Natural selection

This contemporary home was inspired by Frank Lloyd Wright's renowned Fallingwater house. With its cantilevered planes and locally quarried granite walls, the house sits in perfect harmony with the landscape
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View of house with stone walls, walnut panelling and cabinetry, sliding glass walls, terrace, pool, outdoor fireplace and palm trees.

In days gone by, houses were invariably solid structures that readily met the need for shelter and permanence. Those key requirements are just as valid today, but there is also a demand for light, spacious interiors, glazed walls and a seamless flow between inside and out.

This new house, designed by Banham Architects, provides the best of both worlds the solidity of a natural granite structure, and the lightness that comes with floating horizontal planes, glazed walls and concealed frames and fixings.

Architect Gary Banham says the design was influenced by the owners' desire for simple lines, functional planning and environmental sustainability. It was also inspired by their passion for the architecture of Frank Lloyd Wright, most notably his Fallingwater house.

"Wright's house is widely acclaimed as a 20th-century masterpiece," he says. "The architecture is in perfect harmony with the setting. However, incorporating elements of this design into a suburban context was challenging."

Banham says the house, which sits on a high hill near the beach, replaces the original 1970s house that stood on the site. Existing stone-walled terraces, under-croft garaging and reinforced concrete slabs were retained to form part of the new house. These elements determined the floor levels and the design of the living spaces above.


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View of house with stone walls, walnut panelling and cabinetry, sliding glass walls, terrace, pool, outdoor fireplace and palm trees.

A north-facing L-shaped floor plan allows winter sun to penetrate a pool terrace on the first level, and protects the partially cantilevered terrace from the prevailing southwesterly winds.

"The floating, low-slung horizontal planes are anchored by blade walls of locally quarried Toodyay book-leaf granite," says Gary Banham. "In summer, the intense sunlight creates sharp shadows and intensifies the warm, earthy colours of the stone."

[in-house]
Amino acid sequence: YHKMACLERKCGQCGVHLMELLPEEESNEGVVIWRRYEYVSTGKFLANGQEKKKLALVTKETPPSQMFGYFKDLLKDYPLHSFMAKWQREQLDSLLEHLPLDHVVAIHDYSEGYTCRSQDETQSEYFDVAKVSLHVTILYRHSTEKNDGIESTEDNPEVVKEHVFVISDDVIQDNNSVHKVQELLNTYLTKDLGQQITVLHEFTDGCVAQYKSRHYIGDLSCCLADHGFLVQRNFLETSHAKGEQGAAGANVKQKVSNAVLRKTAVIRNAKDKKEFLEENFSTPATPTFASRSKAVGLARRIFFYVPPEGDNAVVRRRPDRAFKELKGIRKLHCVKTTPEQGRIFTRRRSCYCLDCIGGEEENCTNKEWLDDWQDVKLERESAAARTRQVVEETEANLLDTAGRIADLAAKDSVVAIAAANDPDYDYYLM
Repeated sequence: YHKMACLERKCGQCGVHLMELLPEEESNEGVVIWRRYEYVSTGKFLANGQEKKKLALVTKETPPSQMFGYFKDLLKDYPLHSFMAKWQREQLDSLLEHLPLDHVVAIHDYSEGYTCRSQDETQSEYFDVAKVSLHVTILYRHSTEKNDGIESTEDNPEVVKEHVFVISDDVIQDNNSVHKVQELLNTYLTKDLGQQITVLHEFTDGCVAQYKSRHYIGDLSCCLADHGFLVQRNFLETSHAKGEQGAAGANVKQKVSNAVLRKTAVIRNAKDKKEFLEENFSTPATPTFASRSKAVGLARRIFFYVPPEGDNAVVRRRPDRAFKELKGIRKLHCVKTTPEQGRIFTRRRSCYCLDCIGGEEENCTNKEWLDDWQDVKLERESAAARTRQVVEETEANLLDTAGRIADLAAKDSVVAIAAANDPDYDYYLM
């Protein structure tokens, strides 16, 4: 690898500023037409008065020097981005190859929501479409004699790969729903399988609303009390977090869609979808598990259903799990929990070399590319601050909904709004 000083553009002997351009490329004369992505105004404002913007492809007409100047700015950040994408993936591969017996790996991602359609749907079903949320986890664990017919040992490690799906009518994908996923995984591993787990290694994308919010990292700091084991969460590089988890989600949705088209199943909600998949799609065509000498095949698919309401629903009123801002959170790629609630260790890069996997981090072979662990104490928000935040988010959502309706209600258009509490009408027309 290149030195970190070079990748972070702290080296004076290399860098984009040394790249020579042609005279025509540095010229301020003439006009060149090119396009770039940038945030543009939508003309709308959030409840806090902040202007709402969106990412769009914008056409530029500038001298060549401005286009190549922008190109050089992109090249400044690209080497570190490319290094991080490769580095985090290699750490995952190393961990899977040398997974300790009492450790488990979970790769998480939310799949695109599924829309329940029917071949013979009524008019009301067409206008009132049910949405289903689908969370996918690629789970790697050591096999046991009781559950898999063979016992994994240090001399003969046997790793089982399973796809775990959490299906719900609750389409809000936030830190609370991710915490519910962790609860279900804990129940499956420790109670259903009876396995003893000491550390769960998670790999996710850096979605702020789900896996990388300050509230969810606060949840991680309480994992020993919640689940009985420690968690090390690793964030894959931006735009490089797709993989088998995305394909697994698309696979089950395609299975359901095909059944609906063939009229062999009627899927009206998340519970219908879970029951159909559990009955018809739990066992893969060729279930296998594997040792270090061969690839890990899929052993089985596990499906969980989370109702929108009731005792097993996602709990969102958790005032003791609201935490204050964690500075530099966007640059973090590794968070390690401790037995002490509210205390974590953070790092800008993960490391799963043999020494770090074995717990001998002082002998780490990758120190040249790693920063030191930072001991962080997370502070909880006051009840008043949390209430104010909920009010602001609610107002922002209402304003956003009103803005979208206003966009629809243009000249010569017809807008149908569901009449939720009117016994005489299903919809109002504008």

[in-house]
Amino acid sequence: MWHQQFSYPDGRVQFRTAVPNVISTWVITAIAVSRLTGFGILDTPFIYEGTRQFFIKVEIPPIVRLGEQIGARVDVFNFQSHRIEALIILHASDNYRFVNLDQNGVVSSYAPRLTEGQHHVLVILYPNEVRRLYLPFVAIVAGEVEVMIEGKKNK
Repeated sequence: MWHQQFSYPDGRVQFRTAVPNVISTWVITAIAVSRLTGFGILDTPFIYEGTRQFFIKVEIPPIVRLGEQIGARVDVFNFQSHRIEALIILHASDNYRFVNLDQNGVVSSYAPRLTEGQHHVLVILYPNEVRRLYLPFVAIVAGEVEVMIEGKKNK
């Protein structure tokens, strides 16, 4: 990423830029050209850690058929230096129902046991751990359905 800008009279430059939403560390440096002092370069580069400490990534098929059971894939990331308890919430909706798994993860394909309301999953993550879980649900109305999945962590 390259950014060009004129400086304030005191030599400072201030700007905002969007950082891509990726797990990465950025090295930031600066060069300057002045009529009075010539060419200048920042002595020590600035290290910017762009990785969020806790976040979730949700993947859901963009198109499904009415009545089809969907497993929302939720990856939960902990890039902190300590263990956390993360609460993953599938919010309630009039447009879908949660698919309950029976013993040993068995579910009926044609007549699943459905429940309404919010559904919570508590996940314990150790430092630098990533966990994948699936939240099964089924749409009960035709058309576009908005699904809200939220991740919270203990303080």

To further connect the house with the landscape, the pool has an infinity edge, so the reflective surface of the water appears to merge with the blue ocean horizon.

Similarly, the line between inside and outside is blurred, thanks to the floor-to-ceiling glass walls and the use of the same materials throughout. A central stair beneath a high skylight is suspended from a solid stone core that extends through all three levels, visually linking the floors. Granite also features on the sides of the house and in the living area.

"The stone walls and sleek tiled floors were designed to create a proportioned geometry," says Steeg Banham. "The horizontal lines of the roof overhangs are in subtle juxtaposition to the vertical cores."

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View of house with stone walls, walnut panelling and cabinetry, sliding glass walls, terrace, pool, outdoor fireplace and palm trees.

The streamlined, contemporary look is reinforced by the glazing, which incorporates concealed frames and tracks to provide a seamless flow between inside and out.

Contrasting textures create further visual interest, while retaining the natural material palette. American black walnut panelling and cabinets feature in the family living areas, with the horizontal woodgrain and cantilevered elements enhancing the architectural geometry.

The kitchen continues the uncluttered lines that are found in the rest of the house. American black walnut cabinetry has been paired with glass sliding doors and white CaesarStone benchtops.

The space was designed to look less like a kitchen and more like a modern cafe or restaurant wherever possible, appliances are integrated. The kitchen also has a distinctive Italian flair, which reflects the heritage of the owners. As well as being very simple, it is slightly industrial, with a mix of stainless steel and white CaesarStone on the island.

The owners say that at 7.5m long, the island is very much a social hub where everyone gathers to enjoy good food and conversation. The length of the island doesn't compromise the functionality of the kitchen, however. The work triangle, on one side, puts everything in easy reach, and ensures the owners can enjoy the view while preparing meals.

Oct 16, 2010
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